FPL’s sister organization is Faithful America, which is also affiliated with True Majority and Res Publica. While FPL has hundreds of affiliates throughout the United States, its primary partners are Sojourners, Interfaith Worker Justice, Vote the Common Good, the Jewish Council for Public Affairs, the Muslim Public Affairs Council, the Episcopal Public Policy Network, and the National Council of Churches.
FPL also has a close relationship with John Podesta‘s Center for American Progress (CAP). Two of CAP’s senior fellows, Fred Rotondaro and Rev. Susan Brooks Thistlethwaite, currently serve on FPL’s board. Another FPL board member, Tom Chabolla, is the assistant to the president at the Service Employees International Union, and he previously served as associate director of programs for the Catholic Campaign for Human Development.
Other noteworthy groups affiliated with FPL include People Improving Communities through Organizing (PICO), ACORN, the Children’s Defense Fund, the Interfaith Alliance, People for the American Way, the Center for American Values and Public Life, and Pax Christi USA.
A number of prominent leaders in the progressive movement serve as speakers and organizers for FPL. Among these are Greg Galluzzo, national director of the Gamaliel Foundation; Kim Bobo, founder of Interfaith Worker Justice; Sister Simone Campbell, national coordinator of NETWORK; and Rabbi Jonah Presner of the Industrial Areas Foundation.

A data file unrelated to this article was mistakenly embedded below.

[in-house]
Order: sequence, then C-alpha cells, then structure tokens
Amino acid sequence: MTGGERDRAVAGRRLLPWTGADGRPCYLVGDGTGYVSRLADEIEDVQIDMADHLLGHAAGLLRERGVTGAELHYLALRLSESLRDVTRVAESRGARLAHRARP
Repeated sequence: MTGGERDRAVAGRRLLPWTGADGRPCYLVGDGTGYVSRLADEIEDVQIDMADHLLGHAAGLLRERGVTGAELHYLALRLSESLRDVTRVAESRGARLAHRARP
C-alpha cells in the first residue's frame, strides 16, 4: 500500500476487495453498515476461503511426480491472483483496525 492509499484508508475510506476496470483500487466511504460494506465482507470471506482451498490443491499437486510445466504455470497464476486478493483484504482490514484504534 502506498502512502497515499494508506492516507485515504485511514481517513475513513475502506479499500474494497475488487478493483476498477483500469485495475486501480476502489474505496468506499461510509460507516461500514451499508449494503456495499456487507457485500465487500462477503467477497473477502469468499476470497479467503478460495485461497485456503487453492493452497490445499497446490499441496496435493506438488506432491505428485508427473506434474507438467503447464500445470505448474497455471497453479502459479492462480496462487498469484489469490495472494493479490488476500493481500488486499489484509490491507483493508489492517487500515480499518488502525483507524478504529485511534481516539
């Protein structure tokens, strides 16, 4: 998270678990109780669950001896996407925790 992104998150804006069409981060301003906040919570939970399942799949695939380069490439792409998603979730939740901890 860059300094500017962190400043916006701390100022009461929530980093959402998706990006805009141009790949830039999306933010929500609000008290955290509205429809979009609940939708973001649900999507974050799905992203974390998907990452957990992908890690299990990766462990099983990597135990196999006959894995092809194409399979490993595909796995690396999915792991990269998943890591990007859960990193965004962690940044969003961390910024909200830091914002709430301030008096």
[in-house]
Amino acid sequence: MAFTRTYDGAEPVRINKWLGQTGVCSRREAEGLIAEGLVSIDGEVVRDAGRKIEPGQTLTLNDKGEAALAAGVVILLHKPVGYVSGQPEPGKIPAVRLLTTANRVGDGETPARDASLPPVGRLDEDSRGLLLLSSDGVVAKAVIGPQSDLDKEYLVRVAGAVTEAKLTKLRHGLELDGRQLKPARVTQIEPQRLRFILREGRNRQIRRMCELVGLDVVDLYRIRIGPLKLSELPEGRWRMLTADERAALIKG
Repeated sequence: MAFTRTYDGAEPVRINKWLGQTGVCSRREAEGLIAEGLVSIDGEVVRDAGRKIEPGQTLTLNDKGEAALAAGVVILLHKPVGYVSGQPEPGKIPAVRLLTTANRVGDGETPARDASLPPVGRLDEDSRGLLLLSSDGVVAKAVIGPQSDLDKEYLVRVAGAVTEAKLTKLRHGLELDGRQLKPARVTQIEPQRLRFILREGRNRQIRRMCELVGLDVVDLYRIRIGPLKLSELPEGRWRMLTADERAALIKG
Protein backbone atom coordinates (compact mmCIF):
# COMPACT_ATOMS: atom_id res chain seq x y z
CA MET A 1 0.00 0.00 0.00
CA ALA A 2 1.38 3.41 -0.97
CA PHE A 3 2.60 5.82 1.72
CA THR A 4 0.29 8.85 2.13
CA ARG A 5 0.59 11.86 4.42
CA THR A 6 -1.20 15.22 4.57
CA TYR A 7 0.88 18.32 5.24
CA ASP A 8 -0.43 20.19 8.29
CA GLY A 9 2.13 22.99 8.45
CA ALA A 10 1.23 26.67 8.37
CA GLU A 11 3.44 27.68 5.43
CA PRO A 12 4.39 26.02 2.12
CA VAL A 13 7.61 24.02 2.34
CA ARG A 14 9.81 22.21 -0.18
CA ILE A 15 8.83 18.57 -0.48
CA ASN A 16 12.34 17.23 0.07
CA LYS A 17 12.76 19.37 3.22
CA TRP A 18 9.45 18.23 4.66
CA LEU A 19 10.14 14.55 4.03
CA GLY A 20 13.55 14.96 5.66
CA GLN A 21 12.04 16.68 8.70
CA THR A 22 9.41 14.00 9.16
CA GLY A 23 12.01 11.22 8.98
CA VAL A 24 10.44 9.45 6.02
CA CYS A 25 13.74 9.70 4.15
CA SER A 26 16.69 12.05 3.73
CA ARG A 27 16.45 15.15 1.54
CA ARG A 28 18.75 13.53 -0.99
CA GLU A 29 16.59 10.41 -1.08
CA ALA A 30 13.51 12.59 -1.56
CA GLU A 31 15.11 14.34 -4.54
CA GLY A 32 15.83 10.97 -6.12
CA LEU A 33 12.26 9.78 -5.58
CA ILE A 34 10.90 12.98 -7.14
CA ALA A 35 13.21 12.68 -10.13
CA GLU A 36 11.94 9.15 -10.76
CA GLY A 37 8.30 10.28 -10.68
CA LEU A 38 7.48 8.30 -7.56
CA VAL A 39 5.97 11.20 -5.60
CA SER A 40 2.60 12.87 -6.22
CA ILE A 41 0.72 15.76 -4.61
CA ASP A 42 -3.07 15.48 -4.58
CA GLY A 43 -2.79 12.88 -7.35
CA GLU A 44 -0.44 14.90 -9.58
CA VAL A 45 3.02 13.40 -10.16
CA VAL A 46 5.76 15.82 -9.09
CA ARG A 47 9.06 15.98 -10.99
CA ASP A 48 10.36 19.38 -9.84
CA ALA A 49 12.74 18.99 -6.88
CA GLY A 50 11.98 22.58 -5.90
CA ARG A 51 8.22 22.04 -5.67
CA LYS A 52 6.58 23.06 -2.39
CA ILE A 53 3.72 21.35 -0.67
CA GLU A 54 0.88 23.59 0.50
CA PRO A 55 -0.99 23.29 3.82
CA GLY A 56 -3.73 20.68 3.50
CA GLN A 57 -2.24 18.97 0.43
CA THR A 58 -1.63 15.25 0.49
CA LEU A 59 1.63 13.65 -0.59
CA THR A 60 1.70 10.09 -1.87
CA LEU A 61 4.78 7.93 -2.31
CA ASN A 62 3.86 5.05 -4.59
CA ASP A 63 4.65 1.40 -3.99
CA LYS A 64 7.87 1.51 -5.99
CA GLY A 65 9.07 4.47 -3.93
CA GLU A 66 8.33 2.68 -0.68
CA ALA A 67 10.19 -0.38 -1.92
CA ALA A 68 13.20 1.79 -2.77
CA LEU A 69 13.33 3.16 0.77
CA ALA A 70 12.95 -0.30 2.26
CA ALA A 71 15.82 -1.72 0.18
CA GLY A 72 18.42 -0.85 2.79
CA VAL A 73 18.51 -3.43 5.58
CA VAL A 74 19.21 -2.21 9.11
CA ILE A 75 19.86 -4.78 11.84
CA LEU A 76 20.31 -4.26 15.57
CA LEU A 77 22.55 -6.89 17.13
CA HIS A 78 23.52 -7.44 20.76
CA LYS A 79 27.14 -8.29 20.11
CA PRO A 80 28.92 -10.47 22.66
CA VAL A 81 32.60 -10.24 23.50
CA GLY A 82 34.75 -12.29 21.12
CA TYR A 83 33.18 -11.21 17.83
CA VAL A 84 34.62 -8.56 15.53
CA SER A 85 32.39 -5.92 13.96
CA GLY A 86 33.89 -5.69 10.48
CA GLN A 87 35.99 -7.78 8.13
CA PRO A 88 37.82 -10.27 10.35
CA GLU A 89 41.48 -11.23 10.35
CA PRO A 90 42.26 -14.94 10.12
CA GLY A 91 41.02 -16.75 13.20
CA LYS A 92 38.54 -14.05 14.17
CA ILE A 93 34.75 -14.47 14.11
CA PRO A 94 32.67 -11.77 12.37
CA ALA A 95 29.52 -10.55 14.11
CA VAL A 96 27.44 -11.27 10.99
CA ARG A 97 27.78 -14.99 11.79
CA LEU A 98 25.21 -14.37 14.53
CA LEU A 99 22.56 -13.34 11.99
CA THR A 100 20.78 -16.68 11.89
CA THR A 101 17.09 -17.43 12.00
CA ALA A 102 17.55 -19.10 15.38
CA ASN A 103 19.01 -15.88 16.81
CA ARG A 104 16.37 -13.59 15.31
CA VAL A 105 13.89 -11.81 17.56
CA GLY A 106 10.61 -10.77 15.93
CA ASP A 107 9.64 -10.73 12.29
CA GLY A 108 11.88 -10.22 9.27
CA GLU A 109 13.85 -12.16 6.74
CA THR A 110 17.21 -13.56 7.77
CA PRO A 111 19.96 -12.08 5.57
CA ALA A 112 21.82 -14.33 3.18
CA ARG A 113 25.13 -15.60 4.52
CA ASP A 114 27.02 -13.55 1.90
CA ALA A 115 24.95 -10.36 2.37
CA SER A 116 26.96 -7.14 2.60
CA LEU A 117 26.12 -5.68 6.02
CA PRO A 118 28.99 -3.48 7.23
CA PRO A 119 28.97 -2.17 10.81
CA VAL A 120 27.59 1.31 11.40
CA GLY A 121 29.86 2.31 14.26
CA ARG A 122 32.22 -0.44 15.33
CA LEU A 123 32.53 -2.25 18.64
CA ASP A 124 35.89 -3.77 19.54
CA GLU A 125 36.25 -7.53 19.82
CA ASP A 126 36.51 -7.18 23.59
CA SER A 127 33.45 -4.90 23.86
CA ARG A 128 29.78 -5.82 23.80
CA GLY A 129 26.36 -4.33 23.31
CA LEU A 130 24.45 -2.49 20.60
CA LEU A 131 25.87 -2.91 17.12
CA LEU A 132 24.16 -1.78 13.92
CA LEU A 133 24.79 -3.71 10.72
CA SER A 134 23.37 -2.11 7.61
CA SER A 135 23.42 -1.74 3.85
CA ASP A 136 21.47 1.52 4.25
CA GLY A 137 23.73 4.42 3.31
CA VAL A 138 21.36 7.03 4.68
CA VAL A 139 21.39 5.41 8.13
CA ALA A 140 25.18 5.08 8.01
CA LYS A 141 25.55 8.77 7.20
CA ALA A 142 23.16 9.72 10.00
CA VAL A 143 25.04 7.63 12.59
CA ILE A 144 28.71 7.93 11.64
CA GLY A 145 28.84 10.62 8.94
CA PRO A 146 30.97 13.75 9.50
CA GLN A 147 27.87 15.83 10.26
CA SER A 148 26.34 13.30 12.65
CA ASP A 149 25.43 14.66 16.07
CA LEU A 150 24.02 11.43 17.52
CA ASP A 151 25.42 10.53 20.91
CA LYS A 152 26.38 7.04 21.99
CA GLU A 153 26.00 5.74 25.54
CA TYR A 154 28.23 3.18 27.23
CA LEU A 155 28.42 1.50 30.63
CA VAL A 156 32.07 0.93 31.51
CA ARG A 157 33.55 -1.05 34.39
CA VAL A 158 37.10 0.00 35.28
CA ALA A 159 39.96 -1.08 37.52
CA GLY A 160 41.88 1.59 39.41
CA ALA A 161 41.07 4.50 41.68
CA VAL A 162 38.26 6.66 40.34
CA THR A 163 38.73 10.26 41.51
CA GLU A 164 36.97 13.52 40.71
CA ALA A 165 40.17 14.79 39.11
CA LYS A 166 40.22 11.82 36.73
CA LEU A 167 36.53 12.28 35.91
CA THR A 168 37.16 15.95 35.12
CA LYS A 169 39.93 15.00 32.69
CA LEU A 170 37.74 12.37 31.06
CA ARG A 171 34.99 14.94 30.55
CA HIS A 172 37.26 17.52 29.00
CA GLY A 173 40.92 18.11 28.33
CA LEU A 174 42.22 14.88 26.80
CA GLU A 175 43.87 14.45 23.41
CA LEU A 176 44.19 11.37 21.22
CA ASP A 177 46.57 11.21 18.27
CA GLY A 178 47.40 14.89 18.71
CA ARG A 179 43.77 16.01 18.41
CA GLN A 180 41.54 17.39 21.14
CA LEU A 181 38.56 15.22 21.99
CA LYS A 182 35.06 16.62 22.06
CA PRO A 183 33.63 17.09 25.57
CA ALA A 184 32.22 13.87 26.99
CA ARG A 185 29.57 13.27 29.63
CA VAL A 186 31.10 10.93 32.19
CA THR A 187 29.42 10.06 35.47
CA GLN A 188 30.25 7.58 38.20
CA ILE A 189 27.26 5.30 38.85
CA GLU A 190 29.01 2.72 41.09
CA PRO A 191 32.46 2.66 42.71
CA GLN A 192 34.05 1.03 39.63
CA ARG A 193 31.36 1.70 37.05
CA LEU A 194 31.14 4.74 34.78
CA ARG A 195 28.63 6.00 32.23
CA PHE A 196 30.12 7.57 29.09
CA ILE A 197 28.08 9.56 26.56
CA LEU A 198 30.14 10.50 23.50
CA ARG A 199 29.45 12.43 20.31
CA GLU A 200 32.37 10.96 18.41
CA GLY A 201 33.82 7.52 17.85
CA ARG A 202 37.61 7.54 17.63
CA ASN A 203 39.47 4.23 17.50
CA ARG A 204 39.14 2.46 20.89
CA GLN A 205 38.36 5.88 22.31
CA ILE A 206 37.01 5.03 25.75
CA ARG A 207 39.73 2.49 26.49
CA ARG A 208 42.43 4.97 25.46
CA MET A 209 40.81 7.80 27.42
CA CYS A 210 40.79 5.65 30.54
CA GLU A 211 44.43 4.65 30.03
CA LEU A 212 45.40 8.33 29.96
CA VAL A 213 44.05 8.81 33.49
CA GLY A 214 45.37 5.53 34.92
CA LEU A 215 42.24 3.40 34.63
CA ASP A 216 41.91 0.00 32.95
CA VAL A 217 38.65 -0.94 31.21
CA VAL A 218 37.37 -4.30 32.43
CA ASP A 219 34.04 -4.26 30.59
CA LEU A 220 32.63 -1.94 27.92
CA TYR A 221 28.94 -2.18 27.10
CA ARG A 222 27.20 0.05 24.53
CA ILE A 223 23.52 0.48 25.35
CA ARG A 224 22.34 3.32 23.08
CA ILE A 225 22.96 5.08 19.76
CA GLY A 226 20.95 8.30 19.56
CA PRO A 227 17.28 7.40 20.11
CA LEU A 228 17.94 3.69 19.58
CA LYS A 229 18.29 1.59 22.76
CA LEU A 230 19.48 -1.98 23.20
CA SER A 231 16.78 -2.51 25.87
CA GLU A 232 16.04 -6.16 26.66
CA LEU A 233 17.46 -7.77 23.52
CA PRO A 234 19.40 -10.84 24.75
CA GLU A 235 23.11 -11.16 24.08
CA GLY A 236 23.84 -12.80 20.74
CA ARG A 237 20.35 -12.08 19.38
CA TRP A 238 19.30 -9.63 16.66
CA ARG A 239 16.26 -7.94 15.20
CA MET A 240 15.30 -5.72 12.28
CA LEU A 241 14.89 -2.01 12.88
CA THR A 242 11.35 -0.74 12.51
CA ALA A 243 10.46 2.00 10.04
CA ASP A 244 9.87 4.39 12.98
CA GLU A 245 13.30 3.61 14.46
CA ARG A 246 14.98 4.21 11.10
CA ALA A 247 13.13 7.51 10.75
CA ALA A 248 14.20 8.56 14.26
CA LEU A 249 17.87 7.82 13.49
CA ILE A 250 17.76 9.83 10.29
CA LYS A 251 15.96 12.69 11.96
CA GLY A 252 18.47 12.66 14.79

On June 27th, Sr Simone was interviewed by a reporter for Bill Moyers’ PBS show. Her reponse to “Tell us about your own personal journey. Who are your greatest influences?” does not mention Jesus, or any Catholic leader. Her response to “What does being Catholic mean to you?” has only vaguely to do with Catholicism, but entails a rejection of the miracle of the loaves and fishes, in favor of a materialist interpretation of the story that George Soros would find entirely satisfying.
Fredericks: What does being Catholic mean to you?
Sister Simone: To me it’s that amazing history of spiritual practice, social engagement, witnessing to the fact that Jesus lives in our world now and says that there is enough if we share. The miracle of the loaves and fishes — one of the accounts says 5,000 men ate. Well, the reason they only counted the men was the women and children knew it was the women who had brought all the food! Only the guys thought it was a miracle, the women knew it was about breaking bread and sharing it. This isn’t biblical — this is just my interpretation of it, but to me the miracle was sharing.
Yikes. She’s right that isn’t Biblical. Neither is it Catholic. As Steve Ray points out in his Catholic response to this fashionable error, “the entire patrimony of the Catholic Church upholds without any deviation whatsoever that our Lord actually did multiply loaves and fishes by divine power to feed the multitudes.” But oddly enough… one thing I get out of Sr Simone’s re-conception of it is that subsidiarity works.